Heritage Places

The heritage of Vincent is unique, vibrant, complex and rich in history, stories, people and places.

Heritage Services provides assistance in all areas of cultural heritage at the City. This includes maintaining the Municipal Heritage Inventory (Heritage List), assessing development proposals affecting heritage places, grants programmes, awards, community talks, advice for property owners, local history projects and project managing conservation works.

State Register of Heritage Places

The City of Vincent has over 20 places registered on the State Register of Heritage Places. Not only are these places important to the City’s heritage but their significance has also been recognised at the state level. The State Register is compiled and managed by the Heritage Council of Western Australia.

City of Vincent Municipal Heritage Inventory (Heritage List)

The Municipal Heritage Inventory: what is it?

The City of Vincent Heritage List (which also serves as its Municipal Heritage Inventory) exists pursuant to the Planning and Development (Local Planning Schemes) Regulations 2015 and provides statutory protection for heritage places. Under State law every local government authority is required to complete and keep under review a Municipal Heritage Inventory (MHI). The MHI is a document that records places in our City that have cultural heritage value and explains why these places are special.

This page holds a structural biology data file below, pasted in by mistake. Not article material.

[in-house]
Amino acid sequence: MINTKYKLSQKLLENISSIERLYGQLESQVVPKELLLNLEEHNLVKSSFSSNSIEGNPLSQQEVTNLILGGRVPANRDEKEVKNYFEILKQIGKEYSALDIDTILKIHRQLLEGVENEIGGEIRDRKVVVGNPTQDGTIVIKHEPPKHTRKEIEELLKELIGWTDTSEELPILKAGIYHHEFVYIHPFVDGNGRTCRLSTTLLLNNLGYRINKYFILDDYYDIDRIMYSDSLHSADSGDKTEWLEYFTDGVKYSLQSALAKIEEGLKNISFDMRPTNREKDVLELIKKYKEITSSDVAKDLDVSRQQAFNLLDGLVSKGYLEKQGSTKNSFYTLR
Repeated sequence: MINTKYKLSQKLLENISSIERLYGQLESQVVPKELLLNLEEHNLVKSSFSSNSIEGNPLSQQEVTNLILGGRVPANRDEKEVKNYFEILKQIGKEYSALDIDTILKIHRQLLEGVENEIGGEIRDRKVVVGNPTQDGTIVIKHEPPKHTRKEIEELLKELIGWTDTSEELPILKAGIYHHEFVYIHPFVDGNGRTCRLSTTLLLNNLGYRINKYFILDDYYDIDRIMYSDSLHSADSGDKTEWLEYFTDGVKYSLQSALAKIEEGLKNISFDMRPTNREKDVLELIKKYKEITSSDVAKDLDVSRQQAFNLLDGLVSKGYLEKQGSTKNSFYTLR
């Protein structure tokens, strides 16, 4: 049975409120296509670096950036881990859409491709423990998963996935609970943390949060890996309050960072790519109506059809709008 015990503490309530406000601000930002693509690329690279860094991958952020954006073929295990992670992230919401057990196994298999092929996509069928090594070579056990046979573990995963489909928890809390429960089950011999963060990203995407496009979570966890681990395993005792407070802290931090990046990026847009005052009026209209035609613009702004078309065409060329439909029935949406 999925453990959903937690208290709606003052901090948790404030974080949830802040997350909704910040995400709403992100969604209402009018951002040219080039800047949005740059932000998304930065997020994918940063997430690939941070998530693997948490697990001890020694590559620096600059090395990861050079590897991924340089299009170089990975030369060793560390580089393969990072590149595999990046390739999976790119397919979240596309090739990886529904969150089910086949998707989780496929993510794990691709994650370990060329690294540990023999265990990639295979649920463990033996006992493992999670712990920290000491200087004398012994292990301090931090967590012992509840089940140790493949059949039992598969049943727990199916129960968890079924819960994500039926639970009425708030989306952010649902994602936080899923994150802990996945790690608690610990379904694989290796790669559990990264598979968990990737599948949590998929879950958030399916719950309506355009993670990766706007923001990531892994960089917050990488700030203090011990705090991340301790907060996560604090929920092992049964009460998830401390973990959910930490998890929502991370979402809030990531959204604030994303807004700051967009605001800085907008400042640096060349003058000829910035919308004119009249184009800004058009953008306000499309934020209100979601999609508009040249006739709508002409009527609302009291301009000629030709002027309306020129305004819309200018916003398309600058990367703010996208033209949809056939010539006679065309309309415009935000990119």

The document consists of three main sections; a Thematic Framework, Thematic History and Place Record Forms. The City of Vincent Municipal Heritage Inventory also includes a Style Guide. These help us to understand the places, people and events that have contributed to the development and identity of the City of Vincent. When a place is entered onto the MHI, a heritage assessment is undertaken to identify if the place has heritage significance. Factors to be considered include:

  • the place may have historical significance,
  • the place may have been associated with an important individual or group of people,
  • the place may be architecturally or aesthetically significant,
  • the place may be a rare, fine or an intact example of its type,
  • the place may demonstrate an important technical achievement, or
  • the place may be highly valued by a community for social or spiritual reasons.
  • how the place fits into the thematic framework

Council makes the final decision about whether a place is formally included in the MHI.

To understand the cultural heritage significance of the heritage listed properties, please visit Heritage Council’s InHerit website.


Why are places in the Inventory important?

The places listed in the Municipal Heritage Inventory help to define our community. They are the tangible reminders of our past that provide a window into who we are as a community, and where we have come from. They are important places that future generations will use to understand us and our forebears.

What are the benefits of having my place on the Municipal Heritage Inventory?